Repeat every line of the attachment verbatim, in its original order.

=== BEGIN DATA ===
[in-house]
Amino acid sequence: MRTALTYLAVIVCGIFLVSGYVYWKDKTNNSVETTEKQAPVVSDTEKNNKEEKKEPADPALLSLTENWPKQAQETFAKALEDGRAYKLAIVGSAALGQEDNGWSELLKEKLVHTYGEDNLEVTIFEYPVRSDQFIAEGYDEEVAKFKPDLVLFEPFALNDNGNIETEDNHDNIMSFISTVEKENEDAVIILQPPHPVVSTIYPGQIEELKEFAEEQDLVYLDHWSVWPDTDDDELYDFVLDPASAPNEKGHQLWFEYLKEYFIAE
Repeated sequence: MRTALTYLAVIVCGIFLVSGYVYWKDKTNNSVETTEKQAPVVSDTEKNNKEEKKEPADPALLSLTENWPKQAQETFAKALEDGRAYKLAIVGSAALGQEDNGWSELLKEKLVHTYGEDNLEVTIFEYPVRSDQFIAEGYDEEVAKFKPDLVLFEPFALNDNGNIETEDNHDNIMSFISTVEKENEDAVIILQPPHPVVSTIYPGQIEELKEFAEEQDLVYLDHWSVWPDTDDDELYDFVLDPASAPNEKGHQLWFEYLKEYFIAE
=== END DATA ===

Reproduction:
[in-house]
Amino acid sequence: MRTALTYLAVIVCGIFLVSGYVYWKDKTNNSVETTEKQAPVVSDTEKNNKEEKKEPADPALLSLTENWPKQAQETFAKALEDGRAYKLAIVGSAALGQEDNGWSELLKEKLVHTYGEDNLEVTIFEYPVRSDQFIAEGYDEEVAKFKPDLVLFEPFALNDNGNIETEDNHDNIMSFISTVEKENEDAVIILQPPHPVVSTIYPGQIEELKEFAEEQDLVYLDHWSVWPDTDDDELYDFVLDPASAPNEKGHQLWFEYLKEYFIAE
Repeated sequence: MRTALTYLAVIVCGIFLVSGYVYWKDKTNNSVETTEKQAPVVSDTEKNNKEEKKEPADPALLSLTENWPKQAQETFAKALEDGRAYKLAIVGSAALGQEDNGWSELLKEKLVHTYGEDNLEVTIFEYPVRSDQFIAEGYDEEVAKFKPDLVLFEPFALNDNGNIETEDNHDNIMSFISTVEKENEDAVIILQPPHPVVSTIYPGQIEELKEFAEEQDLVYLDHWSVWPDTDDDELYDFVLDPASAPNEKGHQLWFEYLKEYFIAE